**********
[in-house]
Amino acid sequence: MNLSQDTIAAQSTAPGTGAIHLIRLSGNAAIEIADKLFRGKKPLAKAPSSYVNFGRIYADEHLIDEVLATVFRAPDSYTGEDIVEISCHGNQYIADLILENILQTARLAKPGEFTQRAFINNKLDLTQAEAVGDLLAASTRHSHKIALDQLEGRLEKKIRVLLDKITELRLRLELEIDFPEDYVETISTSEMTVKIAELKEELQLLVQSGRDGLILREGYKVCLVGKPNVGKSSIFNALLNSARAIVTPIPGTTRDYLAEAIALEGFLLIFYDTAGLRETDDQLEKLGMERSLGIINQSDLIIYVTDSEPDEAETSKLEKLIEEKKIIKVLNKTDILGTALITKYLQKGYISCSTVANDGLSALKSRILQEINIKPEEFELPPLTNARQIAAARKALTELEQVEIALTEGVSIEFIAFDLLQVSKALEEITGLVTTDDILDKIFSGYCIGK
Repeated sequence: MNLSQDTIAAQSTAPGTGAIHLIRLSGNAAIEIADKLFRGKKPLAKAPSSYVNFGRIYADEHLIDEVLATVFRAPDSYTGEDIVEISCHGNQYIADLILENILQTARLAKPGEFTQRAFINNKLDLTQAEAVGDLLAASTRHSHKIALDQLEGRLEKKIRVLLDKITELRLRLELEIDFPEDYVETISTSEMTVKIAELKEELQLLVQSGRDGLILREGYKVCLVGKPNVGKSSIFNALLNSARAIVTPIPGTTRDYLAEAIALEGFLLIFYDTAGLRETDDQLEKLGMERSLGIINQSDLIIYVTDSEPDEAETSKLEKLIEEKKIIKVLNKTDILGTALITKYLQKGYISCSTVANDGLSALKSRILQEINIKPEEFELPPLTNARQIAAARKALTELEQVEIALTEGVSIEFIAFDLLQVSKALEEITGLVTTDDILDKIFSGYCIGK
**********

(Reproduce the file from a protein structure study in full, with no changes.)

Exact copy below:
[in-house]
Amino acid sequence: MNLSQDTIAAQSTAPGTGAIHLIRLSGNAAIEIADKLFRGKKPLAKAPSSYVNFGRIYADEHLIDEVLATVFRAPDSYTGEDIVEISCHGNQYIADLILENILQTARLAKPGEFTQRAFINNKLDLTQAEAVGDLLAASTRHSHKIALDQLEGRLEKKIRVLLDKITELRLRLELEIDFPEDYVETISTSEMTVKIAELKEELQLLVQSGRDGLILREGYKVCLVGKPNVGKSSIFNALLNSARAIVTPIPGTTRDYLAEAIALEGFLLIFYDTAGLRETDDQLEKLGMERSLGIINQSDLIIYVTDSEPDEAETSKLEKLIEEKKIIKVLNKTDILGTALITKYLQKGYISCSTVANDGLSALKSRILQEINIKPEEFELPPLTNARQIAAARKALTELEQVEIALTEGVSIEFIAFDLLQVSKALEEITGLVTTDDILDKIFSGYCIGK
Repeated sequence: MNLSQDTIAAQSTAPGTGAIHLIRLSGNAAIEIADKLFRGKKPLAKAPSSYVNFGRIYADEHLIDEVLATVFRAPDSYTGEDIVEISCHGNQYIADLILENILQTARLAKPGEFTQRAFINNKLDLTQAEAVGDLLAASTRHSHKIALDQLEGRLEKKIRVLLDKITELRLRLELEIDFPEDYVETISTSEMTVKIAELKEELQLLVQSGRDGLILREGYKVCLVGKPNVGKSSIFNALLNSARAIVTPIPGTTRDYLAEAIALEGFLLIFYDTAGLRETDDQLEKLGMERSLGIINQSDLIIYVTDSEPDEAETSKLEKLIEEKKIIKVLNKTDILGTALITKYLQKGYISCSTVANDGLSALKSRILQEINIKPEEFELPPLTNARQIAAARKALTELEQVEIALTEGVSIEFIAFDLLQVSKALEEITGLVTTDDILDKIFSGYCIGK